EU environment ministers strike deal on climate law, leave out 2030 target

Germany's environment minister Svenja Schulze was chairing the talks in Brussels. [Copyright: European Union]

European Union environment ministers struck a deal on Friday (23 October) to make the bloc’s 2050 net-zero emissions target legally binding, but left a decision on a 2030 emissions-cutting target for leaders to discuss in December.

The landmark climate change law will form the basis for Europe’s plan to slash greenhouse gas emissions, which will reshape all sectors, from transport to heavy industry, and require hundreds of billions of euros in annual investments.

It will fix in law the EU target to reach net-zero emissions by 2050 and define the rules for reviewing progress towards climate targets.

The EU Climate Law explained

The European Commission tabled its much-awaited Climate Law in March this year, in a bid to carve into stone Europe’s objective of becoming the first climate-neutral continent in the world by 2050. EURACTIV explains what the Climate Law does, how it works and what its criticisms are.

Ministers struck a deal on these parts of the law at a meeting in Luxembourg on Friday. None of the 27 member countries rejected the bill, although Bulgaria abstained.

A decision on the most politically sensitive part of the bill – a new 2030 emissions-cutting target – was left for EU leaders to agree, unanimously, at a December meeting.

The law will give Brussels “the legal possibility to act when those who make promises don’t deliver on the promises,” said EU climate policy chief Frans Timmermans at Friday’s meeting. It was held in person, despite much of the continent restricting gatherings to curb surging coronavirus infections.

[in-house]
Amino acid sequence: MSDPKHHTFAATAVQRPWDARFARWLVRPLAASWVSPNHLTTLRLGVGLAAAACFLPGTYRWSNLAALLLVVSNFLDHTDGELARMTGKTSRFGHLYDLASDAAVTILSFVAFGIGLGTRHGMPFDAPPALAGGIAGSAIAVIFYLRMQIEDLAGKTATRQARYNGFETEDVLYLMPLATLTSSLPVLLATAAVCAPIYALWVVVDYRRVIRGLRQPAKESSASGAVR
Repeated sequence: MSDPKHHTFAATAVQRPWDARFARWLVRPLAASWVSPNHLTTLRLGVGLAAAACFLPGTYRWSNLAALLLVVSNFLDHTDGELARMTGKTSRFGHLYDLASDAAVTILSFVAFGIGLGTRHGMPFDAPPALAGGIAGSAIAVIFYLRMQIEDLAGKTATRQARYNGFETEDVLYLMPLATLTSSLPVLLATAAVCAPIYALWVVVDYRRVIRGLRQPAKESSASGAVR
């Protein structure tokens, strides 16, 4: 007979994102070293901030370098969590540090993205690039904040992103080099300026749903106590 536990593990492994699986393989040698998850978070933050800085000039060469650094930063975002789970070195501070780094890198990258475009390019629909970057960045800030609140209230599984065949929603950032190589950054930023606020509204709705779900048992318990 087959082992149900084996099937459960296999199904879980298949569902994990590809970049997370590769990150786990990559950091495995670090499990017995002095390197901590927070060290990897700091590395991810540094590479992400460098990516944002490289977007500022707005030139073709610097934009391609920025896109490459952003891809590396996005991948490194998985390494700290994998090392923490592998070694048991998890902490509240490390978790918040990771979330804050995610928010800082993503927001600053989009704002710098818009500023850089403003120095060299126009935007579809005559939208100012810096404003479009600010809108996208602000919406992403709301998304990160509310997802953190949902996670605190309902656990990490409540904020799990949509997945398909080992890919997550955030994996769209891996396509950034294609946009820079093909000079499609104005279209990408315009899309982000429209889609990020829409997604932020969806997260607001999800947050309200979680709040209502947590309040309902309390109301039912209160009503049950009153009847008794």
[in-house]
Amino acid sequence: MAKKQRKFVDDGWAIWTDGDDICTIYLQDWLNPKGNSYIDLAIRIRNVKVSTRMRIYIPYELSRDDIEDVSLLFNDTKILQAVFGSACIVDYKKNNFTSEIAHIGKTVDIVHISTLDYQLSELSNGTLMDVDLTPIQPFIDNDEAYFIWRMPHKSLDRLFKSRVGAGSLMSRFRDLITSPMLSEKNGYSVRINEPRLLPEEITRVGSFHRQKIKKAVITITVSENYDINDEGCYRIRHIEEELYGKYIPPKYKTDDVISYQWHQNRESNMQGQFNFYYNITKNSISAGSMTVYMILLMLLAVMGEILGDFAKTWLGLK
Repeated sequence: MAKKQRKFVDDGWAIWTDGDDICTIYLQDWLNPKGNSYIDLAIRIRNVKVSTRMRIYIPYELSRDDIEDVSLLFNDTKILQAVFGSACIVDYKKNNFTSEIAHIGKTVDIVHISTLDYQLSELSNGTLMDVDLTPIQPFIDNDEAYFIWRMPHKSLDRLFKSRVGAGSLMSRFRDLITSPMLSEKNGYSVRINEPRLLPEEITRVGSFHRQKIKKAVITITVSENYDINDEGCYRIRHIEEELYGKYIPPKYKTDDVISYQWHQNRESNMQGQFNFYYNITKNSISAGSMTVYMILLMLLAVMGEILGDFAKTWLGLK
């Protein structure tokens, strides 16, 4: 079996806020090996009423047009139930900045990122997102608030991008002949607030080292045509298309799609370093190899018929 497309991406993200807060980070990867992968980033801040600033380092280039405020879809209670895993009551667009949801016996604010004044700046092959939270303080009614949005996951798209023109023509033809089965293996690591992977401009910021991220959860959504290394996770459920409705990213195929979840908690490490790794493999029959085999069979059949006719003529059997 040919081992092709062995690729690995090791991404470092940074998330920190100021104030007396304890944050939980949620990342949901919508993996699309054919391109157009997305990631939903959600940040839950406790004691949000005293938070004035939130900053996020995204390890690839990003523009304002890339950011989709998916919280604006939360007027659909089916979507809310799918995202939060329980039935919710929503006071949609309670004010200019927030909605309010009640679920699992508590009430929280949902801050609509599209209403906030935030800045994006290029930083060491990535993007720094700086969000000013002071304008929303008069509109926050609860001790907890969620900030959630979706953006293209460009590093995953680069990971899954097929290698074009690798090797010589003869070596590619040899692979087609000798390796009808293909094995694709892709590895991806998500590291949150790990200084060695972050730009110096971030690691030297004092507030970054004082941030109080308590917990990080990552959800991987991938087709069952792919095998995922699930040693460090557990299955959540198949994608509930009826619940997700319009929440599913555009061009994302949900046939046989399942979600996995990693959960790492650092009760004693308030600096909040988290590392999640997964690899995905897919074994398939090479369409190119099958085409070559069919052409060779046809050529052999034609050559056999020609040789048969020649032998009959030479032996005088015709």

Ministers agreed to make the 2050 net-zero emissions target an EU-wide goal, rather than a requirement for individual countries, potentially letting some have higher emissions if others make deeper cuts.

The European Parliament, which together with EU countries must agree the final law, wants to make it legally-binding on each country. States including Sweden, Denmark and Luxembourg on Friday also supported this idea.

Pascal Canfin, a French centrist lawmaker who chairs the European Parliament’s environment committee, will be heading the Parliament delegation during final talks with the 27 EU member states. “My objective is to obtain a political agreement before 12 December and the 5 years [anniversary] of the Paris Agreement,” he said in a statement.

Ministers also agreed the EU should set an emissions-cutting goal for 2040, and invited the European Commission to consider new legislative measures to cut EU emissions if existing ones fall short.

The price of permits in the EU carbon market climbed by more than 5% on Friday morning in anticipation of the ministers’ deal. The EU’s climate targets are expected to tighten the supply of permits in the market.

The European Parliament voted earlier this month on a 60% target for greenhouse gas reductions by 2030, higher than the 55% proposed by the European Commission.

After today’s ministerial meeting, environmentalists applauded calls by some EU countries to upgrade the bloc’s climate objective for 2030. “A large majority of EU countries already backs increasing the climate target to at least 55% cuts. Even better, the environment ministers of Denmark and Sweden today voiced their support for a 65% reduction in emissions in line with the Paris Agreement, followed by Finland supporting a 60% goal,” said Wendel Trio, Director of Climate Action Network (CAN) Europe.

EU leaders to decide tougher climate goal in December

EU leaders on Thursday (15 October) said they will decide on a more stringent climate target for 2030 at a summit in December, leaving more time to forge a united European response to climate change.

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